If you look closely, again:

One can experiment with the window size and the degree of polynomial. In general, a larger window, and a higher degree polynomial make the curve smoother. The figure below shows a window of size 7 and 31 with a degree 4 polynomial.

Thursday, June 9, 2016

The Upselling of Grit

You might have seen this TED video on the importance of grit

The key pitch as summarized by Daniel Engber at Slate are two ideas: (i) grit is among the best predictors of success, and (ii) we can change the level of grit.

The pitch is successful in part because the first idea seems obvious: we all remember examples of underdogs who overcame incredible odds by triumphing over superior enemies (or overwhelming circumstances) through sheer perseverance and hard work. The second idea appeals to our sensibility of fairness by suggesting that your success is not predestined by the circumstances of birth. Rather, it is within the circle of your influence.

Engber puts it this way:
[...] optimistic message that you find in Grit: It’s possible for all of us to change or, as one book puts it, to feel the triumph of a “neuroplastic transformation.” They tell us that we needn’t be the victims of our meager talents or our lousy genes.
Critical examination reveals a more pessimistic picture. A picture in which that ugly monster, IQ, raises its unwelcome head.

In this interview on Vox "Why IQ matters more than Grit" Resnick has the following exchange with Stuart Ritchie:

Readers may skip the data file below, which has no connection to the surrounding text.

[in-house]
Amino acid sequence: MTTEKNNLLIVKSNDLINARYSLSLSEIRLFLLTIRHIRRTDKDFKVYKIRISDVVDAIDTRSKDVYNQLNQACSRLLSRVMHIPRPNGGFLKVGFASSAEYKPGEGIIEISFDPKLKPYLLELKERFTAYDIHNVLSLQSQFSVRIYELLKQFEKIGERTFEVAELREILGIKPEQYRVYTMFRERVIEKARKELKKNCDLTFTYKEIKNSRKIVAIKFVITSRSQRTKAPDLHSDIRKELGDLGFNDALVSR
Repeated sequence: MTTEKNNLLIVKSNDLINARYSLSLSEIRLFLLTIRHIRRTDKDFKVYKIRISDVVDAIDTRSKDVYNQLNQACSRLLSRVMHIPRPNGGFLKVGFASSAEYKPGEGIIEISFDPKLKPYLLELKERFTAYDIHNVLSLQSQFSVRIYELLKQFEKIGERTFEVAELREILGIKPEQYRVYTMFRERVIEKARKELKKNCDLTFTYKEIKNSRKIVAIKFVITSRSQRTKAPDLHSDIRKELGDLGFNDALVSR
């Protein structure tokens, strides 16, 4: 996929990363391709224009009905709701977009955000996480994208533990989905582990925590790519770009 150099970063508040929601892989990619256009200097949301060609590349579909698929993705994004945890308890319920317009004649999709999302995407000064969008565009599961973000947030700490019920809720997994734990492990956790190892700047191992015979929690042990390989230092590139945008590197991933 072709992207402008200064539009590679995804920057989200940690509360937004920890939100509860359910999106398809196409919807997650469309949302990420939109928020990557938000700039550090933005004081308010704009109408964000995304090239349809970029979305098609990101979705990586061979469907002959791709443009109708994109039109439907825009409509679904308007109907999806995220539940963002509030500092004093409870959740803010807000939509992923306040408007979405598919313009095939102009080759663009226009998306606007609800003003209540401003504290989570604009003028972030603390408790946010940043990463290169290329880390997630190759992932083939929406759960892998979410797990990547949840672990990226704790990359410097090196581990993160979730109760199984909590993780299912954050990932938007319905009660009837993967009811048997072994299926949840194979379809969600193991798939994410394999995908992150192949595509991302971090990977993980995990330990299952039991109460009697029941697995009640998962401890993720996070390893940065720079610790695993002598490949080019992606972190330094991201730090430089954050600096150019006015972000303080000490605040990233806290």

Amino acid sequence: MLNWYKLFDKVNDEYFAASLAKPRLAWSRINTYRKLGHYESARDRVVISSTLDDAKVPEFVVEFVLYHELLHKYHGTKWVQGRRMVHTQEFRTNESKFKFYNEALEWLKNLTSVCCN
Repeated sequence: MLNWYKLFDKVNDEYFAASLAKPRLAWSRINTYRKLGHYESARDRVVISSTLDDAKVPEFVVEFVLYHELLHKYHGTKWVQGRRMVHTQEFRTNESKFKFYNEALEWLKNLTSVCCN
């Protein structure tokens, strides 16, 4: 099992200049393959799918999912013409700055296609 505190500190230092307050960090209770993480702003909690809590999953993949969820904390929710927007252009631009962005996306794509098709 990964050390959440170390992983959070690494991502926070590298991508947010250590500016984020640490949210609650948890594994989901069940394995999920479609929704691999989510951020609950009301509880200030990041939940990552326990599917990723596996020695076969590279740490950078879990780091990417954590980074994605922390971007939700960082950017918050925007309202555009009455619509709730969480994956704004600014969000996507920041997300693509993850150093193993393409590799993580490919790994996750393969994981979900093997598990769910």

BR: I found a lot of this research to be depressing. In your book, you lay out a compelling case that IQ reliably is correlated with longevity, economic success, and physical well-being. You also make it clear that IQ doesn't change all that much throughout our lives. We're kind of stuck with what we've got. I guess I find it unfair. 
SR: First of all, the most important thing to say is that it doesn’t matter if it’s depressing if that’s what the research says. One can’t deny it. 
Think about how it would it be if it was the other way around; there might actually be some bad outcomes. 
Because then parents would be able to totally control their kids with bad parenting, and wreck kids’ IQs for the rest of their lives. Governments could have big influences on people’s IQs by enacting different policies toward different sets of people in the country.
It also turns out that IQ is also strongly correlated with measures like emotional intelligence and grit itself.

Tuesday, June 7, 2016

Diffuvisity Induced Segregation

It takes only a small difference in size or shape for particles to spontaneously demix. The famous "Brazil Nut Effect" is one common example.

There are perhaps sociological analogs, where racial, income-based, or religious clustering arises from small differences. A Google or Google-Scholar search for "auto-segregation" or  "self-segregation" brings out many of these examples.

It was with much interest that I read "Binary Mixtures of Particles with Different Diffusivities Demix" (paywalled). The abstract reads: